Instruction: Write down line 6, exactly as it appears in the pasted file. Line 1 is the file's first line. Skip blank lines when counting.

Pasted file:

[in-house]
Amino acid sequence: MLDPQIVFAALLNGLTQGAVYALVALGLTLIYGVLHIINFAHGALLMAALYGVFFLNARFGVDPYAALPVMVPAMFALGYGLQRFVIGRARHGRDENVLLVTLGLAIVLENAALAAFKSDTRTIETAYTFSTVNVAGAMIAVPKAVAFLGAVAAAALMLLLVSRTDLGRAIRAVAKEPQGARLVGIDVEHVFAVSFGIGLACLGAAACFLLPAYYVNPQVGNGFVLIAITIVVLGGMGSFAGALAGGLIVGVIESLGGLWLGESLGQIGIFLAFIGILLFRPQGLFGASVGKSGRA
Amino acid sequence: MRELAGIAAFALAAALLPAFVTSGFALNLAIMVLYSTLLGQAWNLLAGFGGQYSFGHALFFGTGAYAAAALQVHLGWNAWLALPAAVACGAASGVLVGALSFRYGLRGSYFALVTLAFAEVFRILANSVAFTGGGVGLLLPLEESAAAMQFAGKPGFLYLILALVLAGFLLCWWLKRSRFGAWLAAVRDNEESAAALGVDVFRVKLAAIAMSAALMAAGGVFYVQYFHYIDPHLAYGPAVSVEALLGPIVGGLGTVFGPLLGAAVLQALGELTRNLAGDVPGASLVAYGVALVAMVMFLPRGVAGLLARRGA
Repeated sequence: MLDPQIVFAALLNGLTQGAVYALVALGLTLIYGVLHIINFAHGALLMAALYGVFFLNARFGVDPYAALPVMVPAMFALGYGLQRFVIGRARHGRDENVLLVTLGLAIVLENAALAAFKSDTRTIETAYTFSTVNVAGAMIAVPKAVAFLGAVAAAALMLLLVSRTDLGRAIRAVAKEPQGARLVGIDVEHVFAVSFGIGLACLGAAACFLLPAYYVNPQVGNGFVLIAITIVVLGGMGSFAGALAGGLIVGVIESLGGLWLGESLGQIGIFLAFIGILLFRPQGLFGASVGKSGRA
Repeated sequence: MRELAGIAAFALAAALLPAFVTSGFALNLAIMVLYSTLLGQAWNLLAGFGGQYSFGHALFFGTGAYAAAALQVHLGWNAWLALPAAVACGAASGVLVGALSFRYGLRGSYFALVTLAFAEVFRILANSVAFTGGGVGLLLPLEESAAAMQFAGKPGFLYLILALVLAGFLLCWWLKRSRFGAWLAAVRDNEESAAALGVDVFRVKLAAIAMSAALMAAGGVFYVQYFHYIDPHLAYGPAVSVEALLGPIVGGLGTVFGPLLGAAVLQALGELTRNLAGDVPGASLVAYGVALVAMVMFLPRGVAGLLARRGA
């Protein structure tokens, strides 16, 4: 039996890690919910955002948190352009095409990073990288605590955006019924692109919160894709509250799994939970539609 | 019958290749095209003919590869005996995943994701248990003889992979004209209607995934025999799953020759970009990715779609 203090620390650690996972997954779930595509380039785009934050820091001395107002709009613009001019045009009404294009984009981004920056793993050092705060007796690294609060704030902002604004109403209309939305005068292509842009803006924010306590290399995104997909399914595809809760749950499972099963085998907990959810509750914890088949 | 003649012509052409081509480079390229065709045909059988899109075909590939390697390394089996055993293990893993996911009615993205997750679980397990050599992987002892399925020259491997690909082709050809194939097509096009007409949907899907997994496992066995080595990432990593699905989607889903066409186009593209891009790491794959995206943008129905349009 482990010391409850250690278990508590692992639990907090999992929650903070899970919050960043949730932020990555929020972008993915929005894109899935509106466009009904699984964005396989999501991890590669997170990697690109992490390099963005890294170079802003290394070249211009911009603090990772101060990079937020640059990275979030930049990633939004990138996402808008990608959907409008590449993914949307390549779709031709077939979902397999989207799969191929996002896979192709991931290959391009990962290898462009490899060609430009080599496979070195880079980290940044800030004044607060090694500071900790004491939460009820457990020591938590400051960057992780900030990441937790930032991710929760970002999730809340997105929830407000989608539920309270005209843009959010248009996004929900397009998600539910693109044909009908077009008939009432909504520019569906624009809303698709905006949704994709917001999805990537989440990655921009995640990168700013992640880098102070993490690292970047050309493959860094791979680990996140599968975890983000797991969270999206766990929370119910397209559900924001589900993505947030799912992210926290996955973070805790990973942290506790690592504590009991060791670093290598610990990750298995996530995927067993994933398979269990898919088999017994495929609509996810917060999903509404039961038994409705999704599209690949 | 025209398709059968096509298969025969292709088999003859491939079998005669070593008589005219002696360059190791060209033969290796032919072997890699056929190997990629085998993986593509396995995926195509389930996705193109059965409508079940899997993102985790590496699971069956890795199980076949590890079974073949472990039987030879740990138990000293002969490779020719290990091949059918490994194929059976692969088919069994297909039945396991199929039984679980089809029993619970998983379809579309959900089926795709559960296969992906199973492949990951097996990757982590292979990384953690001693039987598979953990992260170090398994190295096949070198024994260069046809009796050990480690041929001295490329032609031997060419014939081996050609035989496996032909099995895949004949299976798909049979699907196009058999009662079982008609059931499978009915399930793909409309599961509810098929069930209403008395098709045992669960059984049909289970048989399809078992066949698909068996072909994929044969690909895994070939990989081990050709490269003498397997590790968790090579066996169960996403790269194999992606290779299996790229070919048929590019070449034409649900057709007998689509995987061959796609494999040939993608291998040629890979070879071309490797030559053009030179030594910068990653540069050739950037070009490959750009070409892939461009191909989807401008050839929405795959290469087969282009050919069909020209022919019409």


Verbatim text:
């Protein structure tokens, strides 16, 4: 039996890690919910955002948190352009095409990073990288605590955006019924692109919160894709509250799994939970539609 | 019958290749095209003919590869005996995943994701248990003889992979004209209607995934025999799953020759970009990715779609 203090620390650690996972997954779930595509380039785009934050820091001395107002709009613009001019045009009404294009984009981004920056793993050092705060007796690294609060704030902002604004109403209309939305005068292509842009803006924010306590290399995104997909399914595809809760749950499972099963085998907990959810509750914890088949 | 003649012509052409081509480079390229065709045909059988899109075909590939390697390394089996055993293990893993996911009615993205997750679980397990050599992987002892399925020259491997690909082709050809194939097509096009007409949907899907997994496992066995080595990432990593699905989607889903066409186009593209891009790491794959995206943008129905349009 482990010391409850250690278990508590692992639990907090999992929650903070899970919050960043949730932020990555929020972008993915929005894109899935509106466009009904699984964005396989999501991890590669997170990697690109992490390099963005890294170079802003290394070249211009911009603090990772101060990079937020640059990275979030930049990633939004990138996402808008990608959907409008590449993914949307390549779709031709077939979902397999989207799969191929996002896979192709991931290959391009990962290898462009490899060609430009080599496979070195880079980290940044800030004044607060090694500071900790004491939460009820457990020591938590400051960057992780900030990441937790930032991710929760970002999730809340997105929830407000989608539920309270005209843009959010248009996004929900397009998600539910693109044909009908077009008939009432909504520019569906624009809303698709905006949704994709917001999805990537989440990655921009995640990168700013992640880098102070993490690292970047050309493959860094791979680990996140599968975890983000797991969270999206766990929370119910397209559900924001589900993505947030799912992210926290996955973070805790990973942290506790690592504590009991060791670093290598610990990750298995996530995927067993994933398979269990898919088999017994495929609509996810917060999903509404039961038994409705999704599209690949 | 025209398709059968096509298969025969292709088999003859491939079998005669070593008589005219002696360059190791060209033969290796032919072997890699056929190997990629085998993986593509396995995926195509389930996705193109059965409508079940899997993102985790590496699971069956890795199980076949590890079974073949472990039987030879740990138990000293002969490779020719290990091949059918490994194929059976692969088919069994297909039945396991199929039984679980089809029993619970998983379809579309959900089926795709559960296969992906199973492949990951097996990757982590292979990384953690001693039987598979953990992260170090398994190295096949070198024994260069046809009796050990480690041929001295490329032609031997060419014939081996050609035989496996032909099995895949004949299976798909049979699907196009058999009662079982008609059931499978009915399930793909409309599961509810098929069930209403008395098709045992669960059984049909289970048989399809078992066949698909068996072909994929044969690909895994070939990989081990050709490269003498397997590790968790090579066996169960996403790269194999992606290779299996790229070919048929590019070449034409649900057709007998689509995987061959796609494999040939993608291998040629890979070879071309490797030559053009030179030594910068990653540069050739950037070009490959750009070409892939461009191909989807401008050839929405795959290469087969282009050919069909020209022919019409």